Endelyn (age 12):

-One of the things that I like best about how you parent Zawna and me is that you taught us that it is not shameful to be weird.

-I like how you let us be crazy and able to just be kids and not in a hurry to grow up.

-You say that you don’t put us in time outs because you wouldn’t want us to put you in a time out.

-If you want me to do something, and I’m not doing it, you just rub your head [look stressed out], and I do it right away.

-I love your saying, “We’re all doing our best here.” That’s, like, your catchphrase.

-I really trust you, that I can tell you anything.

-There’s no part of me that wants to make you upset. So when you are stressed out, I try my best to help you feel better and comfort you the way you help me when I’m upset. So, we have a back and forth.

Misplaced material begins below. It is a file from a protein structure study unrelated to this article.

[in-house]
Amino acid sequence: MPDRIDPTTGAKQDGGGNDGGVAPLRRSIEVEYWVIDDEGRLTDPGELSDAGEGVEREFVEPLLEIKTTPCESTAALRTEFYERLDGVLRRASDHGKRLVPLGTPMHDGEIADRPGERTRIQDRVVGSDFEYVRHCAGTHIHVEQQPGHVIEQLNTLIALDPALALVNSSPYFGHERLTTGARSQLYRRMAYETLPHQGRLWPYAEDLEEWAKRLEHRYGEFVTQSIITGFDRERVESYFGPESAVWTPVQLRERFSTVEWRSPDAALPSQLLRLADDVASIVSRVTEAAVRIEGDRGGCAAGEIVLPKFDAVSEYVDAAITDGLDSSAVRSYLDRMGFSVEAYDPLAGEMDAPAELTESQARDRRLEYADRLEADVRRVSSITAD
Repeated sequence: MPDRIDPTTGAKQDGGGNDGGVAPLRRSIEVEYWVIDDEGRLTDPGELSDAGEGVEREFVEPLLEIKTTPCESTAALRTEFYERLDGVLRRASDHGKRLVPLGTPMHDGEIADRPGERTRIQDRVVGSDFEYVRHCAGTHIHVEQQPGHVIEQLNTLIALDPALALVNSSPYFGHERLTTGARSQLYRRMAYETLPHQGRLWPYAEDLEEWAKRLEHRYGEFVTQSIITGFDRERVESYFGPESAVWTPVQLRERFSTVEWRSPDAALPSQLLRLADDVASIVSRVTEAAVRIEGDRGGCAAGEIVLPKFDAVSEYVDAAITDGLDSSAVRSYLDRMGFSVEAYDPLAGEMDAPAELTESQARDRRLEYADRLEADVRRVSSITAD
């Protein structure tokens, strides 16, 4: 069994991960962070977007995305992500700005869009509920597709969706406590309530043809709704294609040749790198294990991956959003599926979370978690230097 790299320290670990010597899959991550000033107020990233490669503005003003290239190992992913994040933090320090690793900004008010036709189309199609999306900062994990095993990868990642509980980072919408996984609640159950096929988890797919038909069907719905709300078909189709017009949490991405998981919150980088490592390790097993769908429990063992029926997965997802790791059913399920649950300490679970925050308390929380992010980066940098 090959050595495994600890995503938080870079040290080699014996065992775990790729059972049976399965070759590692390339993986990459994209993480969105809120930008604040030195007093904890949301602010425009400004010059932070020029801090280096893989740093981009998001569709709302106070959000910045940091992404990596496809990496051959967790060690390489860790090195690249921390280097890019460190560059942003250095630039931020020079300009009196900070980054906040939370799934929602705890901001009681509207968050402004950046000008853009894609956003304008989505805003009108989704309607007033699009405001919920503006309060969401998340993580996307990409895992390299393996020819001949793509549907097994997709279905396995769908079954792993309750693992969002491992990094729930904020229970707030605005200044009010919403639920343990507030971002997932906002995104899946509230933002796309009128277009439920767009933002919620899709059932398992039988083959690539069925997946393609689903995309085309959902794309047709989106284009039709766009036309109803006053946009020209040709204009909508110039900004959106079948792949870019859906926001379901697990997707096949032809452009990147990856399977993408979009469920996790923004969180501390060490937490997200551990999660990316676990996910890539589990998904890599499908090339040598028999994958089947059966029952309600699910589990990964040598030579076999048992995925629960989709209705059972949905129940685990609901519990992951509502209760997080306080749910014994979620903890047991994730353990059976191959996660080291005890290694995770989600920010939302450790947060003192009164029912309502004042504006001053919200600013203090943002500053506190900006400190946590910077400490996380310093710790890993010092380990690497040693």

-With us, we do the same things, not different things. I don’t lie to you, and you don’t punish me. Other kids get to lie, keep secrets, don’t do what they’re told, and other parents get to take away their iPad or put them in a time out, or ground them. Why would people want to do either of those things?

-Once you explained, when I was 6, that if I told the truth you wouldn’t get mad at me, and I wouldn’t be in trouble. After that, I stopped lying; I honestly cannot remember the last time I lied to you.

Zawna (age 10):

-I like how you always say things are everyone’s fault or no one’s fault, you never let it be about blaming anyone.

-It’s very important to me that you are so respectful of my fears and sensitivities.

Eric (husband):